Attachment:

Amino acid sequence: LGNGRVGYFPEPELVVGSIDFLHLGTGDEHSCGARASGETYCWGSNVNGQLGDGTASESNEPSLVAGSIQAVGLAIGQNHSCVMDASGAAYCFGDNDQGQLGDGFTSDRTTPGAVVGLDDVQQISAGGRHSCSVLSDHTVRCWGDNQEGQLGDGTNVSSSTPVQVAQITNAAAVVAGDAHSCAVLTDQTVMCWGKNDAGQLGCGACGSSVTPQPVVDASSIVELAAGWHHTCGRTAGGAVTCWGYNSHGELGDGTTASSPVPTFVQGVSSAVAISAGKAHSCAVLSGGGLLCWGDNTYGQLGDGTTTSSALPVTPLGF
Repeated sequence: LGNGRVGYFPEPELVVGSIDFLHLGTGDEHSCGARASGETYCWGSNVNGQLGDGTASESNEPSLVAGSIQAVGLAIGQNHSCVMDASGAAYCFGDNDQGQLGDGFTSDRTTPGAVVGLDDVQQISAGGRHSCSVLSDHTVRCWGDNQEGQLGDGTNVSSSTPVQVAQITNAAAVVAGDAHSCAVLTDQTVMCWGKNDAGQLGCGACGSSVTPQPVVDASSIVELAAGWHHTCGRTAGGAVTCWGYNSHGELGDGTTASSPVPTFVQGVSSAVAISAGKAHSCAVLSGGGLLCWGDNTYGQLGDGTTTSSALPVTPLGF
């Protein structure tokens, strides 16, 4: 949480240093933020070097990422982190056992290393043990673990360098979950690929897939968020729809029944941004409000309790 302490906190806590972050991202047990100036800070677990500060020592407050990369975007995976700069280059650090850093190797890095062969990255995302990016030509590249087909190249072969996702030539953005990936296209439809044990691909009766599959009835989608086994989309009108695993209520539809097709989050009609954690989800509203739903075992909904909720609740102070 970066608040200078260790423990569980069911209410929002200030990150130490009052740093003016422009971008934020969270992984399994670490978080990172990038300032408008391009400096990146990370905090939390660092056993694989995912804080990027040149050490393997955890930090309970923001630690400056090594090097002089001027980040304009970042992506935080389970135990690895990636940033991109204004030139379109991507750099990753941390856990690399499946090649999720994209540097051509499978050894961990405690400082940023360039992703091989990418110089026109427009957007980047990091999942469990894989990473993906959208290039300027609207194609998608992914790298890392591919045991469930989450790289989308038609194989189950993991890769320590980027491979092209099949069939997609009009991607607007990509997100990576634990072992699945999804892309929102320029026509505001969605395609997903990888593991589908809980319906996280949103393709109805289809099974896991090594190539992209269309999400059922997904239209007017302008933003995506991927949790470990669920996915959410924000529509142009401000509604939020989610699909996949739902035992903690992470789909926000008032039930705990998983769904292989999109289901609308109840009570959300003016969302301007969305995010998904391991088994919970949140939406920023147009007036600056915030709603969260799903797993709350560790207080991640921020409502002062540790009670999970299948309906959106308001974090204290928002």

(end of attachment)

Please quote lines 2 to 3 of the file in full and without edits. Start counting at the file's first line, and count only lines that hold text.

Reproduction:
Repeated sequence: LGNGRVGYFPEPELVVGSIDFLHLGTGDEHSCGARASGETYCWGSNVNGQLGDGTASESNEPSLVAGSIQAVGLAIGQNHSCVMDASGAAYCFGDNDQGQLGDGFTSDRTTPGAVVGLDDVQQISAGGRHSCSVLSDHTVRCWGDNQEGQLGDGTNVSSSTPVQVAQITNAAAVVAGDAHSCAVLTDQTVMCWGKNDAGQLGCGACGSSVTPQPVVDASSIVELAAGWHHTCGRTAGGAVTCWGYNSHGELGDGTTASSPVPTFVQGVSSAVAISAGKAHSCAVLSGGGLLCWGDNTYGQLGDGTTTSSALPVTPLGF
């Protein structure tokens, strides 16, 4: 949480240093933020070097990422982190056992290393043990673990360098979950690929897939968020729809029944941004409000309790 302490906190806590972050991202047990100036800070677990500060020592407050990369975007995976700069280059650090850093190797890095062969990255995302990016030509590249087909190249072969996702030539953005990936296209439809044990691909009766599959009835989608086994989309009108695993209520539809097709989050009609954690989800509203739903075992909904909720609740102070 970066608040200078260790423990569980069911209410929002200030990150130490009052740093003016422009971008934020969270992984399994670490978080990172990038300032408008391009400096990146990370905090939390660092056993694989995912804080990027040149050490393997955890930090309970923001630690400056090594090097002089001027980040304009970042992506935080389970135990690895990636940033991109204004030139379109991507750099990753941390856990690399499946090649999720994209540097051509499978050894961990405690400082940023360039992703091989990418110089026109427009957007980047990091999942469990894989990473993906959208290039300027609207194609998608992914790298890392591919045991469930989450790289989308038609194989189950993991890769320590980027491979092209099949069939997609009009991607607007990509997100990576634990072992699945999804892309929102320029026509505001969605395609997903990888593991589908809980319906996280949103393709109805289809099974896991090594190539992209269309999400059922997904239209007017302008933003995506991927949790470990669920996915959410924000529509142009401000509604939020989610699909996949739902035992903690992470789909926000008032039930705990998983769904292989999109289901609308109840009570959300003016969302301007969305995010998904391991088994919970949140939406920023147009007036600056915030709603969260799903797993709350560790207080991640921020409502002062540790009670999970299948309906959106308001974090204290928002």